There’s this New Testament concept where Jesus and the New Testament writers never talked about tithing. They never say anything about it. But Jesus is saying in his own words is saying, yes, there are more important matters than tithing. It’s not like if you’re tithing you don’t have to worry about caring for people. If you’re tithing you’re off the hook for the other important things. No. Jesus is saying these things are more important, but you shouldn’t neglect tithing.

I really believe tithing and Sabbath are a little bit of a similar type thing where God has just written into the fabric of creation that, if we’ll get rest right one day a week, he says, “I don’t care what it looks like. I don’t care what you have to do, what you need to do. You’re going to fail if you do not do what is required. If you continue to run in a way that is not the way the manufacturer has given the directions for, it’s going to fail. Rest.”

And I feel like tithing is one of those written principles into the creation. And it’s true Tithing predates the law. We’ll get to that in just a second. 

Numbers 18:26. I want to read this one just so you know something:

Speak to the Levites, [the priests, the caretakers], and say to them, “When you receive from the Israelites the tithe I give you as your inheritance, you must present a tenth of that tithe as the Lord’s offering.

Just so you know, all the pastors around here, everybody in church work, if they’re not tithing, they’re not doing what God has asked. If they’re receiving tithes and offerings and they’re not tithing on that, they’re playing a game. So everyone here, all the pastors here, we tithe. Tithing is a big part of what we do. 

The church as a whole, ten percent of every dime that comes into this place goes straight into missions. We’re not allowed to touch it at all. And it’s been such a fun thing. It’s one of our greatest joys, at this point, to be able to see that happen. And we give more than that to missions, as well, but ten percent is automatic. 

2 Chronicles 31:4. This is talking about a moment of real revival in the people of God, in the community of God, a really precious moment.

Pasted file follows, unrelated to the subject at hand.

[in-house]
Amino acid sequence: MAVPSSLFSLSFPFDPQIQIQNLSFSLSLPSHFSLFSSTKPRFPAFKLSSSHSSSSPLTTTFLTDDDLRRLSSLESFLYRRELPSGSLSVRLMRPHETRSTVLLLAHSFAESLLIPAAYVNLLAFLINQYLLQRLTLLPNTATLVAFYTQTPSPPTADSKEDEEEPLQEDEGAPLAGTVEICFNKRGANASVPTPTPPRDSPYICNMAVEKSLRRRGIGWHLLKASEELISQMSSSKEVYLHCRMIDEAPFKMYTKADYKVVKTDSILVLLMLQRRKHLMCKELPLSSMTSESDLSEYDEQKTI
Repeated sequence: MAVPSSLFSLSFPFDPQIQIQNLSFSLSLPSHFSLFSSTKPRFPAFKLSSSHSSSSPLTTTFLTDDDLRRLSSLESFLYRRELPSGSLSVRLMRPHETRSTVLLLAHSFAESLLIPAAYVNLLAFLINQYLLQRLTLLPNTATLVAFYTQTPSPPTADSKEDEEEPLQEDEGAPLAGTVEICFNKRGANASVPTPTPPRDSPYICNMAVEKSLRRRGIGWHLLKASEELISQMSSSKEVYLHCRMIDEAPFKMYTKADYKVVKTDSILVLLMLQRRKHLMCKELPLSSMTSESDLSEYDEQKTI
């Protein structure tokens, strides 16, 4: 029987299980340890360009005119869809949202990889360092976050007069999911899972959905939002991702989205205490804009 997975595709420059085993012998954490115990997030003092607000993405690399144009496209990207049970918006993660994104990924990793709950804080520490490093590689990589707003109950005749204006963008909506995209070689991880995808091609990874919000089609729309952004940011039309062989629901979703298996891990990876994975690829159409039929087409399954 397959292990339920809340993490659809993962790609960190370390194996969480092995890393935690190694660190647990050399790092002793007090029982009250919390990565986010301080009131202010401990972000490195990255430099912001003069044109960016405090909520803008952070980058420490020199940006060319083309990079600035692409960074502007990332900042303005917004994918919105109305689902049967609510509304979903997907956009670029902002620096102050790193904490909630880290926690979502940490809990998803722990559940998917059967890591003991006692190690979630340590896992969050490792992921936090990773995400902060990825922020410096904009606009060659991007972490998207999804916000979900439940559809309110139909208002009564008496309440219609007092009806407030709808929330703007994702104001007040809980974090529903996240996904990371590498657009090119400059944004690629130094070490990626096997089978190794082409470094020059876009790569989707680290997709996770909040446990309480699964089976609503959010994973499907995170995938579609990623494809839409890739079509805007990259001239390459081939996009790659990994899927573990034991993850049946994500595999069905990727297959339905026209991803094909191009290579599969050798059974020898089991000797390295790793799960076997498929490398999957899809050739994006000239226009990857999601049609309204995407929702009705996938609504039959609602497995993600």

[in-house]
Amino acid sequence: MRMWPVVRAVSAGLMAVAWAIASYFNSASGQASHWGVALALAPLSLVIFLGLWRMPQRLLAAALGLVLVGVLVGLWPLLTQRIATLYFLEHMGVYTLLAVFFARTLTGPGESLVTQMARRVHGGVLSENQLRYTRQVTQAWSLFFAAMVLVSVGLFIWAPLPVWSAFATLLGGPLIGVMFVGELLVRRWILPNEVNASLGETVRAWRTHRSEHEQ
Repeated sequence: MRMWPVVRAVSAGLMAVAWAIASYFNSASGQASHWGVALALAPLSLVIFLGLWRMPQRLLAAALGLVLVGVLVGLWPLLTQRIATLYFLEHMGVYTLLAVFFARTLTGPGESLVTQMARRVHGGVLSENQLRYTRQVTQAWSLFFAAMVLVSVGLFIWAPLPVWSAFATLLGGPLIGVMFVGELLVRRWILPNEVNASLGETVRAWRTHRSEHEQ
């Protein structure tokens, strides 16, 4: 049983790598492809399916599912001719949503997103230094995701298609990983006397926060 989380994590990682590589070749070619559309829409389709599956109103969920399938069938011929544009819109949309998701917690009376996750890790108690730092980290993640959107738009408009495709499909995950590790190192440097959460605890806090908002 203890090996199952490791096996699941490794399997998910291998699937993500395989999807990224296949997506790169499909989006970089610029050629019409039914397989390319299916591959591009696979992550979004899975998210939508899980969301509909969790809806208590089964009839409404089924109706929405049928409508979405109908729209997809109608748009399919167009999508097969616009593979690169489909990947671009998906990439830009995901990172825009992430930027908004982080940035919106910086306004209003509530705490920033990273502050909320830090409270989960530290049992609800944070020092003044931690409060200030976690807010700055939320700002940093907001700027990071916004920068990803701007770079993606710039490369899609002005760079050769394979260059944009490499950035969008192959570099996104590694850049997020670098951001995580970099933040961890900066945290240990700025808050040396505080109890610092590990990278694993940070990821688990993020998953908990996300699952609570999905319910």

He ordered the people living in Jerusalem to give the portion due to the priests and Levites so that they could devote themselves to the law of the Lord. As soon as the order went out, the Israelites gave the firstfruits of their grain, new wine, olive oil and honey and all that the fields produced. They brought a great amount, a tithe of everything.

I love this. Revival and tithing, revival and giving in the Scriptures. You see them go hand in hand so often.

Tim Keller, a Bible teacher from New York, actually says that when God is really moving in a community, one of the biproducts that he has always seen is radical philanthropy. Where there’s always a generosity that comes. It’s true in the book of Acts, too.
Genesis 14:19

And he blessed Abram, saying, “Blessed be Abram by God Most High, Creator of heaven and earth. And praise be to God Most High, Who delivered your enemies into your hand.” Then Abram gave him a tenth of everything. 

Abram became Abraham, one of the fathers of faith. This is important because this is a time where a tenth, a tithe, was given prior to the law being given to the people of God. So, some people say, “Well, we’re not under the aw anymore in Christ. We don’t have to follow the law.”

That’s fine. I get what you’re saying. We have a greater law. We have the Spirit of God living in us. We have to follow that lead. But, as the Scriptures teach, the law of the Old Testament is still a good guideline. When it comes to tithing, it was something that was written into the fabric of humanity prior to the law being given. Again, I feel like it’s similar, along the same line as the Sabbath.